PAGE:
EBP: An Essential Component of Practice

EBP: An Essential Component of Practice

In the contemporary nursing world, there is much emphasis on all healthcare organizations to institutionalize Evidence-Based Practice (EBP). That is the case given the potential benefits offered by such a practice. For instance, many studies have revealed that through EBP, patient outcomes will improve significantly (Stevens, 2013). Going by this emphasis, this paper aims at establishing why the EBP is an essential component of the BSN-prepared RN. Moreover, it focuses on bringing to light the ways individuals can carry on with this practice in their work environment. Lastly, the discussion will conclude with stating the anticipated barriers to the practice and their solutions.

Primarily, EBP is a crucial component of the practice of a BSN-prepared RN because of various reasons that are worth noting. Firstly, through EBP the BSN-prepared RNs can demonstrate the high level of knowledge and skills they have obtained from the BSN curriculum. Besides, EBP enables the BSN-prepared RNs to effect change in their areas of influence, which is vital in this evolving nursing era where creativity and critical thinking are integral to the improvement of patient outcomes (Stevens, 2013). Based on these reasons, EBP is thus essential to the BSN-prepared RNs’ practice.

That said one ought to have a strategic plan for the promotion of the EBP culture in the work environment. A case in point of a strategy is the utilization of a change champion in the organization to spearhead the proposed change by circumventing the organizational barriers that may stifle the proposition at its infancy. Such an action will reduce resistance among other persons given the authority that this change champion possesses in the organization. Another strategy is to pilot the proposal in a small area before rolling it out to a big area. An intervention of this kind will ensure that change takes effect in a gradual manner, which reduces the chances of resistance following appreciation of what it offers when implemented in a small area (Agency for Healthcare Research and Quality, 2014). With such strategies in place, it is beyond doubt that there is the promotion of EBP culture in the work environment.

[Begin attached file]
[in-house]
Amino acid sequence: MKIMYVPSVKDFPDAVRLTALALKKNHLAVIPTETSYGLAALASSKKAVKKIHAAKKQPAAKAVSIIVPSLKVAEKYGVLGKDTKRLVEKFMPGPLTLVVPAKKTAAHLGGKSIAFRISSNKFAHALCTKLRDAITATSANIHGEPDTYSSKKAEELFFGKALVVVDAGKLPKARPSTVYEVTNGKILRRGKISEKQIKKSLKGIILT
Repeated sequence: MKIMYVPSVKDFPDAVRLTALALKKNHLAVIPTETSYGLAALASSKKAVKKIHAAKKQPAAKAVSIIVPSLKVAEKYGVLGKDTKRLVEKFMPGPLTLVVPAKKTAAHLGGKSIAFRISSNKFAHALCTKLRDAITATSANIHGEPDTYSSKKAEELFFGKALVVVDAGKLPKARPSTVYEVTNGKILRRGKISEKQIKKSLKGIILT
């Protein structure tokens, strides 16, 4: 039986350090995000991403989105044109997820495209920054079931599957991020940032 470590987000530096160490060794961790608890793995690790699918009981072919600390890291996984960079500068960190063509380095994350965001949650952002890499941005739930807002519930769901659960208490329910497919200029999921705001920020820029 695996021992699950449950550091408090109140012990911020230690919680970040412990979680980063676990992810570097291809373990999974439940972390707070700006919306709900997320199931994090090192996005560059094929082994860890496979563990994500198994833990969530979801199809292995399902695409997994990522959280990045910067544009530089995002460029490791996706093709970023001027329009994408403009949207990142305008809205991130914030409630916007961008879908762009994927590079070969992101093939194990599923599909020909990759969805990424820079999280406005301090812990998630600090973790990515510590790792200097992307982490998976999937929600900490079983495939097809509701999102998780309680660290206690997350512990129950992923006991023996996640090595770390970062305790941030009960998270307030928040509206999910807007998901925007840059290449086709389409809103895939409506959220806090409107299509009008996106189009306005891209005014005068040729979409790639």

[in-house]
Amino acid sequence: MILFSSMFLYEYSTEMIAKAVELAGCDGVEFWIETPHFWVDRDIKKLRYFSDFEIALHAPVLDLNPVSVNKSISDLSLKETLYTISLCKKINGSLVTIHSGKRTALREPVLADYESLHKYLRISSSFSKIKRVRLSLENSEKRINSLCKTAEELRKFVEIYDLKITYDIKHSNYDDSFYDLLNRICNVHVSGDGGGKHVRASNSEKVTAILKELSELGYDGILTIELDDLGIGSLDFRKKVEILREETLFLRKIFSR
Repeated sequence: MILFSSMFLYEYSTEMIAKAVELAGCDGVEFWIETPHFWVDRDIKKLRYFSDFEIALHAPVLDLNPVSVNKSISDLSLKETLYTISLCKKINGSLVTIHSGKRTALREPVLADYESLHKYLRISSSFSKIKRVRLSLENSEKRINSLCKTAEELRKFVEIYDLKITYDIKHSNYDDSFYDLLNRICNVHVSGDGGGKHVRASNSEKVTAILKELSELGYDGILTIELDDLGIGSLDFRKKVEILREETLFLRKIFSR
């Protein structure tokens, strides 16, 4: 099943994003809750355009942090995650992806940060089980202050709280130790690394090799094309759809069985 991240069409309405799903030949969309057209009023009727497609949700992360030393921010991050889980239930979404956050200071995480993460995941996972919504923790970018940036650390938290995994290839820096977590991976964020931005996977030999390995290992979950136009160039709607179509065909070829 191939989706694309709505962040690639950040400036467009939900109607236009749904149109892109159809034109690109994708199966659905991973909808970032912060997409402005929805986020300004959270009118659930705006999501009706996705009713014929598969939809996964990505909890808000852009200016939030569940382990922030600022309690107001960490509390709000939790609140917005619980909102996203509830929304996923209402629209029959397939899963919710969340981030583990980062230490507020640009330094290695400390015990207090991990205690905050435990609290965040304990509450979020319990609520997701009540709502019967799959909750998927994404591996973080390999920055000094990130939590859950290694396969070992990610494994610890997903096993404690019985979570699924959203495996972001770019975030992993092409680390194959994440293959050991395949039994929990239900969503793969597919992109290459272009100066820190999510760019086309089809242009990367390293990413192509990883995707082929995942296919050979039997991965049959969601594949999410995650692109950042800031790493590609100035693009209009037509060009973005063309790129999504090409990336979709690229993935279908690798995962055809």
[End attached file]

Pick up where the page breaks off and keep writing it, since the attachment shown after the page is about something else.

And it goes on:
Concerning the implementation of the personal EBP action plan, which champions for the use of a transitional care model in elderly patients for the reduction of hospital readmission, foreseeing of barriers is of the essence. A befitting example of an anticipated hindrance for this action plan is the language barrier. Among the elderly persons that are of non-American origin, the language barrier is a challenge because of their inability to comprehend the English language mostly used by healthcare professionals in the USA. Notwithstanding, unwavering organizational support is another foreseen challenge to this proposal. That is the case given that most organizations may not be willing to devote more resources to the discharged elderly patient especially because of the burden they are experiencing, for instance, nurses’ shortages (Hirschman et al., 2015).

Lastly, highlighting the solutions to the identified barriers is also crucial to the successful implementation of the EBP action plan. Central to the addressing of the issue of the language barrier, one can seek the services of a translator who understands both the English language and the preferred language of the patient. Such an intervention will ultimately bypass this challenge. On the other hand, the nurse can circumvent the barrier of low organizational support via explaining to the organization the importance transitional care model bears in reducing the overall cost of the healthcare. According to Hirschman and colleagues (2015), transitional care model results in the reduction of readmissions to hospitals and thereby decreasing the cost incurred on healthcare. By stating such facts, the organizations will come to terms with the need to support the plan and thus devote resources to the same.

In closure, indeed, the EBP is a central component of the practice of a BSN-prepared RN as highlighted in this discussion. As such, going forward, the BSN-prepared RNs shouldthus have ready action plans in place for the successful fulfillment of this expectation.

References

Agency for Healthcare Research and Quality,. (2014). 4. How Do We Implement Best Practices in Our Organization? (continued) | Agency for Healthcare Research & Quality. Ahrq.gov. Retrieved 30April 2017, from https://www.ahrq.gov/professionals/systems/hospital/pressureulcertoolkit/putool4a.html

Hirschman, K., Shaid, E., McCauley, K., Pauly, M., Naylor, M. (2015). Continuity of care: the

transitional care model. The Online Journal of Issues in Nursing, 20(3). DOI: 10.3912/OJIN.Vol20No03Man01

Stevens, K. (2013). The impact of evidence-based practice in nursing and the next big ideas. The Online Journal of Issues in Nursing18(2).

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